Even though we live in a fallen world, God is good. In Psalm 119:68 the psalmist writes “You [God] are good and do good; teach me your statutes.” God is good. God does good. What does He have to teach us about Himself?
God is as good today as He was three weeks ago… three decades ago… three centuries ago… or three millennium ago. God is as good today as He was when He created sinless Adam and Eve and placed them in the perfect garden called Eden. He is the same today as He was in eternity past. And He is the same today as He will be in eternity to come. He is as good today as he was on the day he delivered the children of Israel from Egypt… when He miraculously parted the Red Sea… when He ultimately lead them into the promised land.
God’s goodness doesn’t fluctuate based on what is happening on planet earth at any given time. God was good during the most horrible genocides throughout history. He was good during the deadly plagues that killed millions. God was good when early Anabaptists were hunted like wild animals and cruelly put to death. He was good whenever Christians have been tortured and killed for their beliefs.
Our definition and perception of “good” is flawed by sin. The goodness of God is far superior to what we can grasp with our feeble and finite minds. It describes the character and heart of God.
The REALITY is God is good — regardless of our feelings. Let’s believe it. Let’s declare it. Let’s remember it. Let’s remind ourselves and others — GOD IS GOOD!
As disciples of Jesus Christ, we have hope. This is something no unbeliever can truly understand. We believers have changed our allegiance from kingdom of sin and Satan to God’s eternal kingdom. Our sins have been forgiven because of Jesus ultimate sacrifice – His cruel death on the cross and bodily resurrection from the dead. We have peace with God because we have been adopted into His family. We have hope – not fear and anxiety.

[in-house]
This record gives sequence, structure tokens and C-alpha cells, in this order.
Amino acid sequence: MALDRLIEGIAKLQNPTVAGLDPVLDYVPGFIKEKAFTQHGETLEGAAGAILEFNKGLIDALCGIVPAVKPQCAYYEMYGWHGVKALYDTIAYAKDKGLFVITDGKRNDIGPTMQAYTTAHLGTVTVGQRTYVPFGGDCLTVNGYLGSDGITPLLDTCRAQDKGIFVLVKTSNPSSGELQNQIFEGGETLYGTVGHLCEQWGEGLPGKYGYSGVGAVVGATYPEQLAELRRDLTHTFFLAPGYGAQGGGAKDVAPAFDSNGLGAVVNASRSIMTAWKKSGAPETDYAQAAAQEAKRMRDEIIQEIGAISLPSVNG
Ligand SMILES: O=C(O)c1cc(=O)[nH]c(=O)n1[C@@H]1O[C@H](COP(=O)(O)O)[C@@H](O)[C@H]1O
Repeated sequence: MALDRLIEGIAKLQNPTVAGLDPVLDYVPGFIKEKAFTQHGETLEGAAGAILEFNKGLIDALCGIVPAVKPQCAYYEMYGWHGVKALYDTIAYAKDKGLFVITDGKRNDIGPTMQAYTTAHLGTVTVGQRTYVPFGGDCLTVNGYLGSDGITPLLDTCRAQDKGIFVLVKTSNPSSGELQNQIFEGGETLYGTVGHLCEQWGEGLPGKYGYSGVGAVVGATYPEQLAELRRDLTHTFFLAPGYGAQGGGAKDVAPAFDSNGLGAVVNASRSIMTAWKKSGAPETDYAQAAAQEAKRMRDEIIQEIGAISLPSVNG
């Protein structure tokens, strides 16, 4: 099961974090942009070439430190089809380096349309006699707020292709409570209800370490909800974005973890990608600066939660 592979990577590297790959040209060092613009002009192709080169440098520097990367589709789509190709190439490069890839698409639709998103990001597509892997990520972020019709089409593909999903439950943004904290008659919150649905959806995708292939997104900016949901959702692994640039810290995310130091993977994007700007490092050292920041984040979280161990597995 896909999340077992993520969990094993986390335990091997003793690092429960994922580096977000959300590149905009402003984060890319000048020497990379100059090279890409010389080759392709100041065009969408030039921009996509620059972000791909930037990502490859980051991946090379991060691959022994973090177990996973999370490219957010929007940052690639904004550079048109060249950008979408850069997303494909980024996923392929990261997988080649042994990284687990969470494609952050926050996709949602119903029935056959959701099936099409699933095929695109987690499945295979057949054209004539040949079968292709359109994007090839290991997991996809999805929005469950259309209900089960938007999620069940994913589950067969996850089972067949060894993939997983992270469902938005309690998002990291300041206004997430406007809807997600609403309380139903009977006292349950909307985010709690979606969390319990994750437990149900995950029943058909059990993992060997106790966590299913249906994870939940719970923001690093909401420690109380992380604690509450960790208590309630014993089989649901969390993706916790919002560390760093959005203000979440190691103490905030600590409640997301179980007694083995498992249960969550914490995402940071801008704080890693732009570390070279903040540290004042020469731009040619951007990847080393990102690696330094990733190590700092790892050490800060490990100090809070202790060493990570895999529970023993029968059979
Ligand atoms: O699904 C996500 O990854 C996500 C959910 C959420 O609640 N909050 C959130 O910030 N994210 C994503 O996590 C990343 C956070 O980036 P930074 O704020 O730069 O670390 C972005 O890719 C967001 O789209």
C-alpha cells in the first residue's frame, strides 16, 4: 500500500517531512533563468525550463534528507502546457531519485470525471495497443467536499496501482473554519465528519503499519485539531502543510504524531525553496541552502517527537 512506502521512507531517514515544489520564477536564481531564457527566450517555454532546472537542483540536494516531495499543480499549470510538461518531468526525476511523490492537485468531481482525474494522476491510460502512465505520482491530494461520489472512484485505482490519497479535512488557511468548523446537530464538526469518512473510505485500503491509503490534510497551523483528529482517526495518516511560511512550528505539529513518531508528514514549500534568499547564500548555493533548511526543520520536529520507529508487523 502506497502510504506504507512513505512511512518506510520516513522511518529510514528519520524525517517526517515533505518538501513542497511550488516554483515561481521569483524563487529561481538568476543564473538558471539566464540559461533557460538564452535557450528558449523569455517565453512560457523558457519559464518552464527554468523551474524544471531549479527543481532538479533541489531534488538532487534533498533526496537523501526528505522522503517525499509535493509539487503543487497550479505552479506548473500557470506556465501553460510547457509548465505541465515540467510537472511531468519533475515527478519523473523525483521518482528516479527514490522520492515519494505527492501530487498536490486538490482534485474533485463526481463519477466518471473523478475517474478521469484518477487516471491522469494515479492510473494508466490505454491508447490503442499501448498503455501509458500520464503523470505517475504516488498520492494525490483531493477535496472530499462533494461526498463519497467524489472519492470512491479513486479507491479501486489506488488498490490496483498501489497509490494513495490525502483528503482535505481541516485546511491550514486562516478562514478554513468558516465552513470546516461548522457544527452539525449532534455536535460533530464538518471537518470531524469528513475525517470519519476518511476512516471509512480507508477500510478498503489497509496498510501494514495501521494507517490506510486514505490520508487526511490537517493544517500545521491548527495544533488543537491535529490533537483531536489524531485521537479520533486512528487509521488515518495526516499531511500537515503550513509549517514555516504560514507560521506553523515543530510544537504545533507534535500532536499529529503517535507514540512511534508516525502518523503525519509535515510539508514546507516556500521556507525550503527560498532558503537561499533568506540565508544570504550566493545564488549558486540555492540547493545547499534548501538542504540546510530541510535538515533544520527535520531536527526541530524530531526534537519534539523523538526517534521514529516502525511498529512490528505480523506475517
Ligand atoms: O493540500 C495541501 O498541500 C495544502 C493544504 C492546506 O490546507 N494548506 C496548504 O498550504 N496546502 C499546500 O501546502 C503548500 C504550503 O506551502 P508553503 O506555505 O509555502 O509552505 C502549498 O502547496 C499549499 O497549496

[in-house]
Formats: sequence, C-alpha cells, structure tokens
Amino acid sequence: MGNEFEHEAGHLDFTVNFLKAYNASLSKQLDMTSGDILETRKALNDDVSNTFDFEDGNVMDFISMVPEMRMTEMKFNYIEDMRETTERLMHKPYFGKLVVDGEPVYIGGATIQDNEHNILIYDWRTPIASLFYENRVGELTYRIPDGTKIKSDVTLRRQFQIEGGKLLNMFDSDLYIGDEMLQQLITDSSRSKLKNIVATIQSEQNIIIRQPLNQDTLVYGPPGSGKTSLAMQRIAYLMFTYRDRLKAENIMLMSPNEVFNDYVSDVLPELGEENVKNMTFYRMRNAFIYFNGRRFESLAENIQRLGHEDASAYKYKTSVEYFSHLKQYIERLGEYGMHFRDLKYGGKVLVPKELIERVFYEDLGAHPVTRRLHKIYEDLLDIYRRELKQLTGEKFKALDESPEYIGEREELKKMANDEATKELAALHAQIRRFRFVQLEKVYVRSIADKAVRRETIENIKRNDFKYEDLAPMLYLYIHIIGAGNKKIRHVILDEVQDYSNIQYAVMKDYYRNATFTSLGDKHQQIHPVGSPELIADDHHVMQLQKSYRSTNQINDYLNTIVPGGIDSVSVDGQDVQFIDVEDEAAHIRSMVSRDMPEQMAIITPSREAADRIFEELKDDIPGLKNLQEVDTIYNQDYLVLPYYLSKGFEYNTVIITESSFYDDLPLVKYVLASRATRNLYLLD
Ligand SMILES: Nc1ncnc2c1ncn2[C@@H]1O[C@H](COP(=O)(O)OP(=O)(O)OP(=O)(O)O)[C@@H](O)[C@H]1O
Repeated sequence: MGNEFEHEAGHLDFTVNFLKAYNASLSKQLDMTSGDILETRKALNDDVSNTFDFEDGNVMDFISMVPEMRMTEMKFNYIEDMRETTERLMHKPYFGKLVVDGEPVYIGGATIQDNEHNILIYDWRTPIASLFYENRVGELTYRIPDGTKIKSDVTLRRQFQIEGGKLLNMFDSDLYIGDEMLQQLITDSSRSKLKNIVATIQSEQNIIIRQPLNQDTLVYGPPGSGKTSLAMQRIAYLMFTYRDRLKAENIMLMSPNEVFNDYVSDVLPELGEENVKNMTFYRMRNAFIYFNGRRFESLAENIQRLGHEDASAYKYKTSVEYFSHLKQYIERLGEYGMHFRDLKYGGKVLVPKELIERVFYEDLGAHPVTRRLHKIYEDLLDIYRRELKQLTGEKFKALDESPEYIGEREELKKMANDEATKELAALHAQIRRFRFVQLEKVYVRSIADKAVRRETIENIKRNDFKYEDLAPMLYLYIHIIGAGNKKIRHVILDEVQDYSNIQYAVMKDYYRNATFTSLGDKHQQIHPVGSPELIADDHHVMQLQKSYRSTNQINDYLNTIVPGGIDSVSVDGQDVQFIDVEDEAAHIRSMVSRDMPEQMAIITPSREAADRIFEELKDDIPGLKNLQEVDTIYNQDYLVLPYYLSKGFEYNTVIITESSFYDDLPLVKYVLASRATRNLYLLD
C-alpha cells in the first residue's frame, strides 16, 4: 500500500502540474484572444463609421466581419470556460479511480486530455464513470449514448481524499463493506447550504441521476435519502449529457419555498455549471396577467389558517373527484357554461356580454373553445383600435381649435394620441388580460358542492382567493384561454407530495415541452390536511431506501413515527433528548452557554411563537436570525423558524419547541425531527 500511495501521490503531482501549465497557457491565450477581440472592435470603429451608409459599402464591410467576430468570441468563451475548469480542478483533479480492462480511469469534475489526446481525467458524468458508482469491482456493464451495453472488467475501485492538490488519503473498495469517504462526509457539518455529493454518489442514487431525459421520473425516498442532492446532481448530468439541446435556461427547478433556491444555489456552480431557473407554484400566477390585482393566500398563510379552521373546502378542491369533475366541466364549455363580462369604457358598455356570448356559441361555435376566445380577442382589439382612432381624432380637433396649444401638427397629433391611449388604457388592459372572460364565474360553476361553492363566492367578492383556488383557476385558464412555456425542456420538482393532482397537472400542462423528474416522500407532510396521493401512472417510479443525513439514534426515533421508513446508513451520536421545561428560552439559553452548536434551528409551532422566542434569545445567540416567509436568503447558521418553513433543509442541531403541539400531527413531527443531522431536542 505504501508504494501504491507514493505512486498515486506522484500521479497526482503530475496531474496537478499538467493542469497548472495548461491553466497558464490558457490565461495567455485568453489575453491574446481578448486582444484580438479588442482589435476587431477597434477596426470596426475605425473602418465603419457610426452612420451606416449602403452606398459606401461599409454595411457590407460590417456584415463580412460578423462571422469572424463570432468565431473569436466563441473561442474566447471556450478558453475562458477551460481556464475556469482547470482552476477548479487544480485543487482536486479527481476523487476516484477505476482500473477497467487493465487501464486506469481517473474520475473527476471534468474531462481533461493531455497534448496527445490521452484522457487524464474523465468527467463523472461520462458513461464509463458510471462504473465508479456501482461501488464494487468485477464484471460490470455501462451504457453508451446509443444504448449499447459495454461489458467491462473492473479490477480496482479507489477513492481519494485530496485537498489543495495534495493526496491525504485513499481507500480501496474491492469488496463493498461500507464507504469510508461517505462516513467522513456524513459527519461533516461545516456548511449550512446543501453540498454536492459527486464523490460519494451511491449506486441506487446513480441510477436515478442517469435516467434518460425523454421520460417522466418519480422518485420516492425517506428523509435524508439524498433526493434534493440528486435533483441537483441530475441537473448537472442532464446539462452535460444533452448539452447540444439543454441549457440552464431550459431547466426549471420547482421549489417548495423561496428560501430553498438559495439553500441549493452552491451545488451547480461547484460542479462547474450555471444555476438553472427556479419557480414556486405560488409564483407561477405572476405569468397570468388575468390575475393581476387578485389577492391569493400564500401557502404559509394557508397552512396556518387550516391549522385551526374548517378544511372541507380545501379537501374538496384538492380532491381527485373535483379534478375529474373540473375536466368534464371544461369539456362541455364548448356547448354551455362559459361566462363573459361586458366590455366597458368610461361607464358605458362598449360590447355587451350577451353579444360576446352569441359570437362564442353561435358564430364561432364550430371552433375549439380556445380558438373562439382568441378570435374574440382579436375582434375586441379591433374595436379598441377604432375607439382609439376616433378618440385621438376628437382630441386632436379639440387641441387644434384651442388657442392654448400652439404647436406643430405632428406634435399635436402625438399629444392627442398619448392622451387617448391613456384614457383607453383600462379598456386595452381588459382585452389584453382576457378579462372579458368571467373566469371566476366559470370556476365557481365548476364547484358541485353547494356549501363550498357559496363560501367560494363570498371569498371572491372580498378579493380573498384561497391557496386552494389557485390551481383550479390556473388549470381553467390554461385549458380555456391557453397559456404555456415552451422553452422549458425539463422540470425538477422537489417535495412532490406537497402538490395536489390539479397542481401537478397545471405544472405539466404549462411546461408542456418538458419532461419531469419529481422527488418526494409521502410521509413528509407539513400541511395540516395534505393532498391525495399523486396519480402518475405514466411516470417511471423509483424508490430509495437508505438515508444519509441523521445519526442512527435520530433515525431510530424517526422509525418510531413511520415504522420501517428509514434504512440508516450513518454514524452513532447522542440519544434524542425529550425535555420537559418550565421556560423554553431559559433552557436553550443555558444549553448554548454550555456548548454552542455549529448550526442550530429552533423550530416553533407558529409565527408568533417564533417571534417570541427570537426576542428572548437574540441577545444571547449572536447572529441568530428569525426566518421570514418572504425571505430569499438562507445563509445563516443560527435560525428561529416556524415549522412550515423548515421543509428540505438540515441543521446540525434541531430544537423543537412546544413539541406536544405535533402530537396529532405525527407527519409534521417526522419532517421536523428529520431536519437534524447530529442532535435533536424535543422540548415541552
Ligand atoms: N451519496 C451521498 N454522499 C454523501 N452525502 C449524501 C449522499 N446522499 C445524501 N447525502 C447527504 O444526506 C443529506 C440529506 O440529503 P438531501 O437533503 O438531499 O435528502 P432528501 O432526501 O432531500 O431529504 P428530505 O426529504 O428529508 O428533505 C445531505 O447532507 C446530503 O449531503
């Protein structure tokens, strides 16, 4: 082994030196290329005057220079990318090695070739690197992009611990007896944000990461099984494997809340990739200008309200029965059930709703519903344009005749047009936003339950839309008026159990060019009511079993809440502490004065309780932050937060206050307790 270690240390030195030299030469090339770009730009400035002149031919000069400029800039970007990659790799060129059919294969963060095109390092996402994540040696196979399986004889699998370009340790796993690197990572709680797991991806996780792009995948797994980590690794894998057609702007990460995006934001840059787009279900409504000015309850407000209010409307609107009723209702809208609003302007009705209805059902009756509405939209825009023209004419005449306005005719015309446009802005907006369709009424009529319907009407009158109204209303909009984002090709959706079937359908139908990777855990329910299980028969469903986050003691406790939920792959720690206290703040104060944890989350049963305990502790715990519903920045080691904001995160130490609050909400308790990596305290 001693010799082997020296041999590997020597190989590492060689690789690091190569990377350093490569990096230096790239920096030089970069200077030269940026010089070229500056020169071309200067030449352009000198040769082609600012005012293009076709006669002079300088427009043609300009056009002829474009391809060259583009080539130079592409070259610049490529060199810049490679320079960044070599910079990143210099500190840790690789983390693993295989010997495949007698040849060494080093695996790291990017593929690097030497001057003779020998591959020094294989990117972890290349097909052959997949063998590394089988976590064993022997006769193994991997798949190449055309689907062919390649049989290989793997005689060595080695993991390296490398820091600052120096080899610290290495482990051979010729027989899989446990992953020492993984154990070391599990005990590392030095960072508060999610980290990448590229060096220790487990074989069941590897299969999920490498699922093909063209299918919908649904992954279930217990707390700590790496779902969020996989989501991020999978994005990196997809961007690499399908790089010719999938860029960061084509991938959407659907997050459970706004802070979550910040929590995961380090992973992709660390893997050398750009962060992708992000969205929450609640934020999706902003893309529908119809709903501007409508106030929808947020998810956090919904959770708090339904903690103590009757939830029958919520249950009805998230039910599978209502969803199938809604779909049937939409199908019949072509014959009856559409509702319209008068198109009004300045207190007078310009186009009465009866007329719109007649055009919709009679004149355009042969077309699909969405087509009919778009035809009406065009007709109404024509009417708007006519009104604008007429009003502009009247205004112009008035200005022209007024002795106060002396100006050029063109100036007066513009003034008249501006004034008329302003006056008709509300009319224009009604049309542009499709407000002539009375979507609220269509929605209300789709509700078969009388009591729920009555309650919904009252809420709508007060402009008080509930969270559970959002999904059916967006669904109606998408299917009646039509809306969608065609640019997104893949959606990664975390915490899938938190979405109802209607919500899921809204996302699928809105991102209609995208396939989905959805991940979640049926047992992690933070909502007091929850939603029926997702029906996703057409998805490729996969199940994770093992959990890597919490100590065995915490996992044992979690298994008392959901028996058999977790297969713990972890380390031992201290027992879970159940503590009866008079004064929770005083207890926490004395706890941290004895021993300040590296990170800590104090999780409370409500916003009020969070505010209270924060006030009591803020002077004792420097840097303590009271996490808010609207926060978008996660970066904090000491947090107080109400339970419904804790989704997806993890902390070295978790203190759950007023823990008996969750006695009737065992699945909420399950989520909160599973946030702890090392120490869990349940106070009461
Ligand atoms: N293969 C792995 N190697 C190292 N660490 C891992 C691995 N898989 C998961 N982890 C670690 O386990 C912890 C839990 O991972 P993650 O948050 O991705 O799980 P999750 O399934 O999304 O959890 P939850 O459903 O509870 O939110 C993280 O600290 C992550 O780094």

Titus 2:11–14 (ESV) For the grace of God has appeared, bringing salvation for all people, training us to renounce ungodliness and worldly passions, and to live self-controlled, upright, and godly lives in the present age, waiting for our blessed hope, the appearing of the glory of our great God and Savior Jesus Christ, who gave himself for us to redeem us from all lawlessness and to purify for himself a people for his own possession who are zealous for good works.
Notice how Titus instructs us to live our lives in the present age. We are live self-controlled, upright, and godly lives. This admonition is pertinent for today’s present realities. Why do we live our lives like that? Because we are waiting for our blessed hope – the appearing of Jesus Christ. We have something far greater to look forward to and for which to live.
We live in this sinful and unredeemed world like an ambassador in a hostile country. Our citizenship, our identity, our purpose, is not just here and now. It is for something far greater. We have the promise and hope of life eternal which is given to us with our salvation.